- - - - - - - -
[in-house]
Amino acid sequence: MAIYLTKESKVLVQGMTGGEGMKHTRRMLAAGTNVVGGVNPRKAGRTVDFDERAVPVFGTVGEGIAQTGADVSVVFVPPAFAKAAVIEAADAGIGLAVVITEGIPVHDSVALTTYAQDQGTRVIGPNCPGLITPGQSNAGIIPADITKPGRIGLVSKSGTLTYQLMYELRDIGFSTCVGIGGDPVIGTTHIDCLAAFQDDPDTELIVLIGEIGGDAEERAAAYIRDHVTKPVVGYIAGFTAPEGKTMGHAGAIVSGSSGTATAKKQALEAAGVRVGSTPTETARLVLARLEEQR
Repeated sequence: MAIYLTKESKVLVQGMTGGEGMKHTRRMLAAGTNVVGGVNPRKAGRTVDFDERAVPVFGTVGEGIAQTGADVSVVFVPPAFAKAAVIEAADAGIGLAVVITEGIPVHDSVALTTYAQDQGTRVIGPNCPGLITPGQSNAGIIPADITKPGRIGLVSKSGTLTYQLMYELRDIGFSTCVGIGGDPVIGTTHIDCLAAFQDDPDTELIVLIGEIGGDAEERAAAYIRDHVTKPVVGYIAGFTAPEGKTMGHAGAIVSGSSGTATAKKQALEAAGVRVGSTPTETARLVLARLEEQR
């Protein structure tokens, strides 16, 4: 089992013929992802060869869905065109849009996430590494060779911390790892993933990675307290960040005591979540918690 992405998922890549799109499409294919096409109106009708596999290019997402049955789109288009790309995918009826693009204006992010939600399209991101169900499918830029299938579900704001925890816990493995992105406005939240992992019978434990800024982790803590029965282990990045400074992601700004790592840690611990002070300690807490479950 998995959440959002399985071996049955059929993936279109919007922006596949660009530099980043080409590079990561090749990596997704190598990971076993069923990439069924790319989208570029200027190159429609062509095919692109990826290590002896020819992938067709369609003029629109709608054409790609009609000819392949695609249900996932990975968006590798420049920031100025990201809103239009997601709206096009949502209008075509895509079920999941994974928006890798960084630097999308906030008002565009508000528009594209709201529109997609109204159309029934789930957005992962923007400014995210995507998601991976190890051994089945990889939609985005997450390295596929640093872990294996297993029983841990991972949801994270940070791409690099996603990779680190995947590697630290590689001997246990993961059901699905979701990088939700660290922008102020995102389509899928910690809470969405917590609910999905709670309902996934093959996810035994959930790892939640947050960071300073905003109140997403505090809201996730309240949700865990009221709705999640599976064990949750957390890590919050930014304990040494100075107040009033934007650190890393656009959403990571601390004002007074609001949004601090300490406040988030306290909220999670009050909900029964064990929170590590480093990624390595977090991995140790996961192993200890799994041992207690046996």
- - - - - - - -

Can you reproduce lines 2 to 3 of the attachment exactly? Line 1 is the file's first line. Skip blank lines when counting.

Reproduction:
Amino acid sequence: MAIYLTKESKVLVQGMTGGEGMKHTRRMLAAGTNVVGGVNPRKAGRTVDFDERAVPVFGTVGEGIAQTGADVSVVFVPPAFAKAAVIEAADAGIGLAVVITEGIPVHDSVALTTYAQDQGTRVIGPNCPGLITPGQSNAGIIPADITKPGRIGLVSKSGTLTYQLMYELRDIGFSTCVGIGGDPVIGTTHIDCLAAFQDDPDTELIVLIGEIGGDAEERAAAYIRDHVTKPVVGYIAGFTAPEGKTMGHAGAIVSGSSGTATAKKQALEAAGVRVGSTPTETARLVLARLEEQR
Repeated sequence: MAIYLTKESKVLVQGMTGGEGMKHTRRMLAAGTNVVGGVNPRKAGRTVDFDERAVPVFGTVGEGIAQTGADVSVVFVPPAFAKAAVIEAADAGIGLAVVITEGIPVHDSVALTTYAQDQGTRVIGPNCPGLITPGQSNAGIIPADITKPGRIGLVSKSGTLTYQLMYELRDIGFSTCVGIGGDPVIGTTHIDCLAAFQDDPDTELIVLIGEIGGDAEERAAAYIRDHVTKPVVGYIAGFTAPEGKTMGHAGAIVSGSSGTATAKKQALEAAGVRVGSTPTETARLVLARLEEQR